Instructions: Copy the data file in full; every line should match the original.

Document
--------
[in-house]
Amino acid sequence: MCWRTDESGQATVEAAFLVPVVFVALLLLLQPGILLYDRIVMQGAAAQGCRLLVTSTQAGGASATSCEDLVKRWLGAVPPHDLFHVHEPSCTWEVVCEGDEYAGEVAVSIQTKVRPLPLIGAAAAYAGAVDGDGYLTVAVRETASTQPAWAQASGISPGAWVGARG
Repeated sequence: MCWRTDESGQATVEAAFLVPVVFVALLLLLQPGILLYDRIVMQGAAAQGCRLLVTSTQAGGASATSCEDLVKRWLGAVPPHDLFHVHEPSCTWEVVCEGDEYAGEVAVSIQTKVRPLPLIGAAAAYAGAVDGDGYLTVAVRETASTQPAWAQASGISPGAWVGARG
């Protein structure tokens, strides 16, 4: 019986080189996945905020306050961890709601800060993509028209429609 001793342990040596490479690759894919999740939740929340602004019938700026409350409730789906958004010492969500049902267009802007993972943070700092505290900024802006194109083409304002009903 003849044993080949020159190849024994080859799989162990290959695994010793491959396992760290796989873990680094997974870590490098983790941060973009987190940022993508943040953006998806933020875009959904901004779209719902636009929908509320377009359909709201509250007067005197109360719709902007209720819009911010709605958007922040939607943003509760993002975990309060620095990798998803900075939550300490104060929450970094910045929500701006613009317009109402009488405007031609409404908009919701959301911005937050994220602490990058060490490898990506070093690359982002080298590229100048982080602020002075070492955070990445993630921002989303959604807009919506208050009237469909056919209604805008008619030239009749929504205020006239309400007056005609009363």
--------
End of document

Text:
[in-house]
Amino acid sequence: MCWRTDESGQATVEAAFLVPVVFVALLLLLQPGILLYDRIVMQGAAAQGCRLLVTSTQAGGASATSCEDLVKRWLGAVPPHDLFHVHEPSCTWEVVCEGDEYAGEVAVSIQTKVRPLPLIGAAAAYAGAVDGDGYLTVAVRETASTQPAWAQASGISPGAWVGARG
Repeated sequence: MCWRTDESGQATVEAAFLVPVVFVALLLLLQPGILLYDRIVMQGAAAQGCRLLVTSTQAGGASATSCEDLVKRWLGAVPPHDLFHVHEPSCTWEVVCEGDEYAGEVAVSIQTKVRPLPLIGAAAAYAGAVDGDGYLTVAVRETASTQPAWAQASGISPGAWVGARG
């Protein structure tokens, strides 16, 4: 019986080189996945905020306050961890709601800060993509028209429609 001793342990040596490479690759894919999740939740929340602004019938700026409350409730789906958004010492969500049902267009802007993972943070700092505290900024802006194109083409304002009903 003849044993080949020159190849024994080859799989162990290959695994010793491959396992760290796989873990680094997974870590490098983790941060973009987190940022993508943040953006998806933020875009959904901004779209719902636009929908509320377009359909709201509250007067005197109360719709902007209720819009911010709605958007922040939607943003509760993002975990309060620095990798998803900075939550300490104060929450970094910045929500701006613009317009109402009488405007031609409404908009919701959301911005937050994220602490990058060490490898990506070093690359982002080298590229100048982080602020002075070492955070990445993630921002989303959604807009919506208050009237469909056919209604805008008619030239009749929504205020006239309400007056005609009363």